Gmarket, 11st, and other online open market operators have come under fire for allowing the illegal sales of non-prescription drugs, raising concerns that the easy availability of such medications can fuel misuse and abuse.

Under the current Pharmaceutical Affairs Law, online sales of medications, including over-the-counter (OTC) drugs, is illegal here because it could endanger the health of its buyers.

"A person who sells medications online can be convicted," a Ministry of Food and Drug Safety official said. "It's also illegal to sell OTC drugs through an open market or overseas direct purchase."

OTC drugs are medicines sold directly to a consumer without a physician's prescription. The official added penalties could include up to five years in prison or a fine up to 50 million won ($42,505).

However, the three online retailers have been allowing sales of medications, such as Omeprazole, Prilosec and Ibuprofen, on their platforms.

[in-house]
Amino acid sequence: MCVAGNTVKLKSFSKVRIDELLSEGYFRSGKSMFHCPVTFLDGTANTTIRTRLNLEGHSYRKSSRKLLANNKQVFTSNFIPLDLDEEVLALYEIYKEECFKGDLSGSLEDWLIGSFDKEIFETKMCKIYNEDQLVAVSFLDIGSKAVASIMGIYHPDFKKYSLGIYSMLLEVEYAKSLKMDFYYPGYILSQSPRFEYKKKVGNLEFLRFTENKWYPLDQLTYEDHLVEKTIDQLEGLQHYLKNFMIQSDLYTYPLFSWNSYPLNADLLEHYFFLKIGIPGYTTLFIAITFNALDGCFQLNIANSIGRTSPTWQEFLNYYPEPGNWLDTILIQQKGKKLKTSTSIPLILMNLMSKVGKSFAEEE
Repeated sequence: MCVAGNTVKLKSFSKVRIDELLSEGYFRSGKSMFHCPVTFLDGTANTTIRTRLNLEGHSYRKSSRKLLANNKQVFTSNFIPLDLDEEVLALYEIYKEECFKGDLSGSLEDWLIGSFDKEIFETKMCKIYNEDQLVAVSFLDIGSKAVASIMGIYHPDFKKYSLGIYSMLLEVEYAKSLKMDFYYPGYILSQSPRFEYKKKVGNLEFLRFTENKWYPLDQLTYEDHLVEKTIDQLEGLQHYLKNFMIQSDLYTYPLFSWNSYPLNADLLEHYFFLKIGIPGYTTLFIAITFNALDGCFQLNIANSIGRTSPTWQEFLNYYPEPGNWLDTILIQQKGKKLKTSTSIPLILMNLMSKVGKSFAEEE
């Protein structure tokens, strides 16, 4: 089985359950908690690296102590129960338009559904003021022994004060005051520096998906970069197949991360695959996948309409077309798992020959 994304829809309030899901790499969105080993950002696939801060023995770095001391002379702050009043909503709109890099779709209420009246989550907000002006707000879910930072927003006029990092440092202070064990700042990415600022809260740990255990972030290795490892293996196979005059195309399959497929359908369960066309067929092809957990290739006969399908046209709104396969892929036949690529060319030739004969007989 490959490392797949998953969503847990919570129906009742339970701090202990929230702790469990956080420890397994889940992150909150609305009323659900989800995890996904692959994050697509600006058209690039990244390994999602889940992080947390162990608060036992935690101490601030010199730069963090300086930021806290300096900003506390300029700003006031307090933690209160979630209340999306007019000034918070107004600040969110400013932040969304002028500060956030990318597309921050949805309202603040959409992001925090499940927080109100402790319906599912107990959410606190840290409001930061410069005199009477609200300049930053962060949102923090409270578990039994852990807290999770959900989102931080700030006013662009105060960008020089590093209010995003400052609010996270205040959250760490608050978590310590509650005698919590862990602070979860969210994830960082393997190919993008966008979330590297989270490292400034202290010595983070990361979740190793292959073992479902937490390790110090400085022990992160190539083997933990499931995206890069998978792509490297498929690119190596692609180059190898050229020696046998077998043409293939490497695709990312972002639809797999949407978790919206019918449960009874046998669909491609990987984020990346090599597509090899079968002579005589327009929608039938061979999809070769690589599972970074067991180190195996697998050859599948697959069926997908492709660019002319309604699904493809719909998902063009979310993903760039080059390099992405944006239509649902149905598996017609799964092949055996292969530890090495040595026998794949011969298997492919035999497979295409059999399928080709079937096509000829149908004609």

An image of Omeprazole being sold through 11st / Captured from 11st website
A spokesperson for Coupang said the products were being removed.

"The products sold in an open market are under the supervision of specialists. They monitor whether the product may be a risk to customers," a Coupang official said.

"However, it's hard to track every single item because all tasks are done by humans. We also need to guarantee some extent of freedom to sellers in the open market. All sellers must follow our selling guidelines, and if they don't, we remove their account."

Coupang was hit recently for selling fake watches and spycams. The listings did not hide the amoral use of these spycams, hinting that they could be used in public toilets, hotels and other private areas.